RainyI’ve written previously about some of the basic LinkedIn faux pas that I’ve noticed in the course of growing my professional network and building my business. In general, these were obvious things that people simply forget to do, like adding a picture or capitalizing their name. Now, I’d like to get into some deeper advice geared more toward those of you who are real LinkedIn connectors.

Here are five things you should stop doing if you want to take your LinkedIn game up a notch:

1. Thanking Me for Every Post

While you may believe that thanking someone for every post makes you look engaged, it actually makes you look like you have too much time on your hands.

Every time I post something, I immediately get a thank-you message from you. That makes me think you didn’t even read the post – and that definitely doesn’t make you look good. If you’re a job seeker, it looks like you’re either desperate for my approval or don’t understand how social media works. If you’re a potential client or vendor, it says the same thing.

Try adding value to a post by commenting about a specific part of the article that resonated with you or sharing the content on your own timeline. Every author appreciates this sort of real engagement.

2. Using an Icon or Strange Image as Your Profile Picture

It’s great that you put up a picture and used editing software to make it look nice – but you shouldn’t have a cartoon character or similar avatar on a professional network. Those are not the images you want people to see when you’re messaging them about an open position or an introduction to a hiring manager.

Because LinkedIn is a professional network, a simple head-and-shoulders shot of you facing the camera, smiling and generally looking competent, is all you need.

Plus, a photo like this this will help people recognize you in real life.

3. Connecting With ‘TopLinked’ Folks

L.I.O.N.” and “TopLinked” are designations that say you are not discerning about who you connect with. In the beginning, these seemed like great ways to “game” LinkedIn, but in today’s less-is-more climate, it isn’t doing you favors.

I never connect with L.I.O.N.s or TopLinked users if I can help it. Adding them to your network is opening yourself up to spam. Try to avoid fake honorifics. InsteadMug, focus on contributing advice and articles to groups where you can be a thought leader, rather than a name collector.

4. Using a Strange Job Title

Although you might enjoy your cute title – e.g., “Chief Marketing Brain” – no one else on LinkedIn cares. Think about how you’re going to appear in search results if someone is looking for a marketing consultant or CMO.

In fact, it’s likely that you won’t appear at all. LinkedIn runs off of semantic and SEO search. If someone is looking for a CMO and your title is “Chief Marketing Brain,” they probably won’t find you.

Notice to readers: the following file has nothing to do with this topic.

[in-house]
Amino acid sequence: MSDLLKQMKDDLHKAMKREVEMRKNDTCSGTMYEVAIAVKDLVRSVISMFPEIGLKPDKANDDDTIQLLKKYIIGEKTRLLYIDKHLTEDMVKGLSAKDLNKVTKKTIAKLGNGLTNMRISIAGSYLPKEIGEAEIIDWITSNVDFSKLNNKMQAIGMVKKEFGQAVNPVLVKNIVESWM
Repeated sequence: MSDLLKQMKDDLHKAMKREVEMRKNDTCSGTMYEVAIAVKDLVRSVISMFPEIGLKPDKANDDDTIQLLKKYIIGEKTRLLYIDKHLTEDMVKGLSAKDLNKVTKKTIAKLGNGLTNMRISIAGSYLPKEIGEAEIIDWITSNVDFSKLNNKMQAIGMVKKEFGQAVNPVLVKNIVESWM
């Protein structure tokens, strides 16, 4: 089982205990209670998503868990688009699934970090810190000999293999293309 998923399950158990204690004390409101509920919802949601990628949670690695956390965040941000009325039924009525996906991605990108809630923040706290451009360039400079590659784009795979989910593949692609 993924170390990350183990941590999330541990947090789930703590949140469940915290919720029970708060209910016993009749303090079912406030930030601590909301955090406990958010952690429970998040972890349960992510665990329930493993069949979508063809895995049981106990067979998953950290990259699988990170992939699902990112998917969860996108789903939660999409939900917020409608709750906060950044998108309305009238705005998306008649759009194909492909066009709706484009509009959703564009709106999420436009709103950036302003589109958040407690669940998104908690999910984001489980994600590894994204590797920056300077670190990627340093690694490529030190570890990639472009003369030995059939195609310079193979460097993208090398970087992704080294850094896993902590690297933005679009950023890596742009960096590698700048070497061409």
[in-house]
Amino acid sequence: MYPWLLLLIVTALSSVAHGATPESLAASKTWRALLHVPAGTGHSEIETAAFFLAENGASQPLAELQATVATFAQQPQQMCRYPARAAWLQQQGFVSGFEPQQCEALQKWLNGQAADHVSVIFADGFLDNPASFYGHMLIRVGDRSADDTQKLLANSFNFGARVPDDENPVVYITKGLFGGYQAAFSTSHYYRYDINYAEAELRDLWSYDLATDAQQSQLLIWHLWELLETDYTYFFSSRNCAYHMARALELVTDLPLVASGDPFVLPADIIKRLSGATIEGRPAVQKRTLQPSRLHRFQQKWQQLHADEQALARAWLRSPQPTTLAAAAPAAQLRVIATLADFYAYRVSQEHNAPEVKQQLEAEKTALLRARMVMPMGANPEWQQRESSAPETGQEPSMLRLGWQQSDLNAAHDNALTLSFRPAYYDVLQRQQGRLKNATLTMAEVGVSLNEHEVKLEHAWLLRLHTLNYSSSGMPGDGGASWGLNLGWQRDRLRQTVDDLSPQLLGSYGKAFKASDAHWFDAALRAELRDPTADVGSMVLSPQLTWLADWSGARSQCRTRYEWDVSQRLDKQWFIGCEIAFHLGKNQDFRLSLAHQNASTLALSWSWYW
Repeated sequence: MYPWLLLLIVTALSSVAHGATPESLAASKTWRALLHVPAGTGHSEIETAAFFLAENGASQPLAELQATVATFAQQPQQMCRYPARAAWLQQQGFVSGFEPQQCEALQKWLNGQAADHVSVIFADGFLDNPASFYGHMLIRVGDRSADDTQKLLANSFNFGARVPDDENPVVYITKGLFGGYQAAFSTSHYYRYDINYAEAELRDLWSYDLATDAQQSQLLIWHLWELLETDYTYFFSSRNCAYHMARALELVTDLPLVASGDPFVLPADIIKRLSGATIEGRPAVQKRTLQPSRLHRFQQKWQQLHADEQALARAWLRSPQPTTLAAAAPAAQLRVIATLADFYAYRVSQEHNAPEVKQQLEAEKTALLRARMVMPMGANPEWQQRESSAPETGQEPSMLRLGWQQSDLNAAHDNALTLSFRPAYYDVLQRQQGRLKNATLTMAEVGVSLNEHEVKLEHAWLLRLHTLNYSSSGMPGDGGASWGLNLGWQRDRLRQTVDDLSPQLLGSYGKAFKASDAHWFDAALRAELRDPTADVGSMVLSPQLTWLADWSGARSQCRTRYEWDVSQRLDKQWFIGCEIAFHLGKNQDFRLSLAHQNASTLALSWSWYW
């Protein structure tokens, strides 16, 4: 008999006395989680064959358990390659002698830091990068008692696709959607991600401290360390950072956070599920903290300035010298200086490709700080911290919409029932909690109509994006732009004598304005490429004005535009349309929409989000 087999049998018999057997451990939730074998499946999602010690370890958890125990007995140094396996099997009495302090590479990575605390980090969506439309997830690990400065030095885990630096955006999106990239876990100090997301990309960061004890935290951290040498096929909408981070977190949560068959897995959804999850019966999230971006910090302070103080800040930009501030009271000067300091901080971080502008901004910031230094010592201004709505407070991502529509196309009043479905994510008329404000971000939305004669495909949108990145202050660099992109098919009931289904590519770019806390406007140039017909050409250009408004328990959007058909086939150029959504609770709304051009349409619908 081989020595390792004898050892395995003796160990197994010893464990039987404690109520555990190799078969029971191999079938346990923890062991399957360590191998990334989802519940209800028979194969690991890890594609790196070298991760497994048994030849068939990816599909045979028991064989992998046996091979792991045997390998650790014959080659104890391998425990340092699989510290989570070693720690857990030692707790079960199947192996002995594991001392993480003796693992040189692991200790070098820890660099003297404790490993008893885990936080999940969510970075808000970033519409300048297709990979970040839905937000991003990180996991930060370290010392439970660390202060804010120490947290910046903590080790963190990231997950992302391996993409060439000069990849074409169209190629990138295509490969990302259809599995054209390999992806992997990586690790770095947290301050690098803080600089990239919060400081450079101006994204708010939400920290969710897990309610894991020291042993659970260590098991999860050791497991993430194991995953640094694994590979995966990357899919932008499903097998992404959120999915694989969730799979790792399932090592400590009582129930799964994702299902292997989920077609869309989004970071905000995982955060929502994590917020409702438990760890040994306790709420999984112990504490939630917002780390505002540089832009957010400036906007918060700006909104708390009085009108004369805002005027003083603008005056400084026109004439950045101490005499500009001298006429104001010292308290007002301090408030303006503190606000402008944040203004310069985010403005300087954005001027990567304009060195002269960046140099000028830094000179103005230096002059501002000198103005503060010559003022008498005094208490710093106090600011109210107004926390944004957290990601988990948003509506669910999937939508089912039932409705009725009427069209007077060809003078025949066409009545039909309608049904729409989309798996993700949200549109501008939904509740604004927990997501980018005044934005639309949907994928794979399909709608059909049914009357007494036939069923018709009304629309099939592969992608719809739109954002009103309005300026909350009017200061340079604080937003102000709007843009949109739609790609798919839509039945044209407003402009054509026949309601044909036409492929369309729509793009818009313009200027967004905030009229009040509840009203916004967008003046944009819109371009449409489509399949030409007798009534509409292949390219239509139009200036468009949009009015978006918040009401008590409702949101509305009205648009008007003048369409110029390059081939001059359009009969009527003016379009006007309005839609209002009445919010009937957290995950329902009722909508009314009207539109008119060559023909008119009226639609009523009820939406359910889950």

If you’re the CEO of a rapidly growing agency that blows its competition out of the water, you can use whatever title you want. However, I personally won’t connect with you. Recruiters and HR professionals are not fans of strange titles, so your “unique” designation could hurt your chances of landing a new job.

5. Guilt-Tripping Your Connections

If I didn’t ask you to reach out to me to sell something, don’t do it. I likely didn’t send a demo request or even join a group, so it’s inappropriate to act upset when I don’t respond to your cold InMail. Subject lines like “In case you missed it…” and “A few minutes of your time…” are dead giveaways and ride the line of guilt-tripping.

LinkedIn was built to create professional and mutually beneficial connections. For the most part, it does that best when we use the platform to build and maintain meaningful relationships. Think of LinkedIn as the online version of a professional mixer. Speak professionally, have useful conversations, contribute consistently – and watch your professional online life flourish.

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A version of this article originally appeared on BusinessCollective.

Maren Hogan is a seasoned marketer and community builder in the HR and recruiting industry. She leads Red Branch Media, an agency offering marketing strategy and content development. A consistent advocate of next-generation marketing techniques, Hogan has built successful online communities, deployed brand strategies in both the B2B and B2C sectors, and been a prolific contributor of thought leadership in the global recruitment and talent space.



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